Gaston Bachelard, a French philosopher, was born on June 27, 1884, in Bar-sur-Aube and died in Paris on October 16, 1962. He held a Ph.D. in philosophy and was a member of the Académie des Sciences Morales et Politiques. His career was far from ordinary. He was born into a family of modest means and began his professional life as a temporary employee in the postal service. In 1919 he became a teacher of physics and chemistry at the Bar-sur-Aube grammar school and prepared for his degree in philosophy, which he obtained in 1922. In 1927 he defended his doctoral dissertation and was appointed a professor of philosophy in 1930 at the University of Dijon and later at the Sorbonne (1940-1955). He received the Grand Prix National des Lettres in 1961.
His work is divided between considerations of the scientific mind, rationalism and the need for truth, and reflections on the imagination, daydreams, and poetry. Psychoanalysis, as Bachelard understood it, could serve as a link between these two approaches and, at times, there are echoes of a Jungian approach in his work.
In 1938 he produced La Formation de l 'esprit scientifique: Contributionà une psychanalyse de la connaissance objective and The Psychoanalysis of Fire. The word psychoanalysis was pivotal; the study of fire paved the way for a discussion of the epistemological problem of heat and thermodynamics. Bachelard introduced a powerful and disturbing poetics. For him the scientific mind's idea of the unconscious could be understood not on the basis of dreams but of reverie, that is, fantasies organized into complexes. By grasping the link between electrical fire and sexual fire, he develops the idea that dream-like values are an obstacle to true understanding and that it is necessary to engage in repression, a voluntary intellectual act of inhibition, which brings with it resistance, defense, and rupture. Psychoanalysis serves as a source of inspiration, it enables us to understand the formation of the scientific mind as an activity that is always subject to revision, not by a purely logical subject but by a superego animated by a rationalist tension that makes sublimation a positive and necessary factor and, in contrast to Freud, one that is also a joyful activity.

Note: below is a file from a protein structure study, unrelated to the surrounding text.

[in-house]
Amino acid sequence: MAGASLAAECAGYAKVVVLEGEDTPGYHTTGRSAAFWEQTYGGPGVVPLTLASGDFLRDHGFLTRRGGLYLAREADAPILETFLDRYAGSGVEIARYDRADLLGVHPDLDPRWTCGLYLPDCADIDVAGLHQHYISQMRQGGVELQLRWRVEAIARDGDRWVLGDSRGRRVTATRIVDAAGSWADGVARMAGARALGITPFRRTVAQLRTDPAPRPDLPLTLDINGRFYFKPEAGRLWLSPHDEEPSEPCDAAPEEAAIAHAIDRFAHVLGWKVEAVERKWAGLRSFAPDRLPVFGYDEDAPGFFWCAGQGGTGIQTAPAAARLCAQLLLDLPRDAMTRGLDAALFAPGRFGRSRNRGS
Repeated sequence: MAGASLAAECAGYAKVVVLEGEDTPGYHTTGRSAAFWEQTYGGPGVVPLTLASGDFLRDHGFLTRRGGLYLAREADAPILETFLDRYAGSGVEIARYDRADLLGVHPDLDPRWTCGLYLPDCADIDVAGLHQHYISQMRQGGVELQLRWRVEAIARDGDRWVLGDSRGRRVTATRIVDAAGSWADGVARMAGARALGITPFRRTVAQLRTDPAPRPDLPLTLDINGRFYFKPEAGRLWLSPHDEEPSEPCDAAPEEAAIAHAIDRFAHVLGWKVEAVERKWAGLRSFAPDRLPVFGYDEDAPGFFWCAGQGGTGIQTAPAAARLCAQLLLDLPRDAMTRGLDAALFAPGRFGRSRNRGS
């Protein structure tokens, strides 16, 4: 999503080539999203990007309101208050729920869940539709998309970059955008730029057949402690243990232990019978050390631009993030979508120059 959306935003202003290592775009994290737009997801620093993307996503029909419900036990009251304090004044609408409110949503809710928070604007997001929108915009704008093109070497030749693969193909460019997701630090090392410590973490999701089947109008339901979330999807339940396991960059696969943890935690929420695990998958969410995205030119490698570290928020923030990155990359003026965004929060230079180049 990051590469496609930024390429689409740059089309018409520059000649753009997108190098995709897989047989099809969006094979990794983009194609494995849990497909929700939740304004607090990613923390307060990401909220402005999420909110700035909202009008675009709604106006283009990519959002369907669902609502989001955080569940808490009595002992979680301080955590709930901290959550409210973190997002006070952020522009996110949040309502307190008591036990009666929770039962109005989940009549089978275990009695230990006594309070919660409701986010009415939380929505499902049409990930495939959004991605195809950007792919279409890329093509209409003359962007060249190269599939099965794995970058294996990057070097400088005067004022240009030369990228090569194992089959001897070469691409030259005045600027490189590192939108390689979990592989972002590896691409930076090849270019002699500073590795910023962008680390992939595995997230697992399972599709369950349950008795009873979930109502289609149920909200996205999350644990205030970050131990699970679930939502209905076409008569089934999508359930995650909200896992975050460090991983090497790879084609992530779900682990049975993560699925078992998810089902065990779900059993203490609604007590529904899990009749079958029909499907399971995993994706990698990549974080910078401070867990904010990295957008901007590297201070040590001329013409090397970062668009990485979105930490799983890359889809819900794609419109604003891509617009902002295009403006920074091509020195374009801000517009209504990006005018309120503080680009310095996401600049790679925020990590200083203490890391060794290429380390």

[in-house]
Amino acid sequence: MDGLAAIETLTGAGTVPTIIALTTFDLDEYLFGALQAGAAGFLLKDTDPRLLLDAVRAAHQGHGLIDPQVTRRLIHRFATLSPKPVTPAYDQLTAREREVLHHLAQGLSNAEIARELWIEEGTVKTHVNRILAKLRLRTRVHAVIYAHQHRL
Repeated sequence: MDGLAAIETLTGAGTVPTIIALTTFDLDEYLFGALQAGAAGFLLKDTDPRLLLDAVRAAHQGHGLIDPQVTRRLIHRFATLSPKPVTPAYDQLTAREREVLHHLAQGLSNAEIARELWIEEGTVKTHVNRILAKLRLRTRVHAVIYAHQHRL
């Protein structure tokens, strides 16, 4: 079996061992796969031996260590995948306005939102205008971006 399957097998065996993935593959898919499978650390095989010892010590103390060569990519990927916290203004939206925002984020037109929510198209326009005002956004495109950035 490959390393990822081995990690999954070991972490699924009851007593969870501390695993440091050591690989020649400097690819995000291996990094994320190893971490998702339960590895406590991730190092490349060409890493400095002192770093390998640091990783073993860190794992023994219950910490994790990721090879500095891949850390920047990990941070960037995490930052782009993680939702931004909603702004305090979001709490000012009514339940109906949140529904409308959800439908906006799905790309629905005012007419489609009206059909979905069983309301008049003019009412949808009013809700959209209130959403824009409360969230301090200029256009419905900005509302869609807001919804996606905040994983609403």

In working to frame Freudian concepts within a dialectic structure, Bachelard attempted to substitute a fecund surveillance of the mind for a repetitive and neurotic censorship. He was thus led to distinguish two types of knowledge: common knowledge and scientific knowledge, which consists in the repression of the former. For Bachelard, psychic conflict and resistance were ideas that could be used to conceive of truth as an error that has been rectified.
Bachelard's work found an echo in both the philosophy of the sciences and in literary criticism. But it is to Jacques Lacan that we must turn to fully assess what Bachelard attempted to introduce: the idea of a science whose subject is science.
See also: France.
Bachelard, Gaston. (1964). The psychoanalysis of fire (Alan C. M. Ross, Trans.). Boston: Beacon Press. (Original work published in 1938)
——. (1968). The philosophy of no; a philosophy of the new scientific mind (G. C. Waterston, Trans.). New York: Orion Press. (Original work published in 1940)
——. (1969). The flame of a candle (Joni Caldwell, Trans.). Dallas, TX: Dallas Institute Publications, c1988.
——. (1972). L'Engagement rationaliste. Paris: Presses Universitaires de France.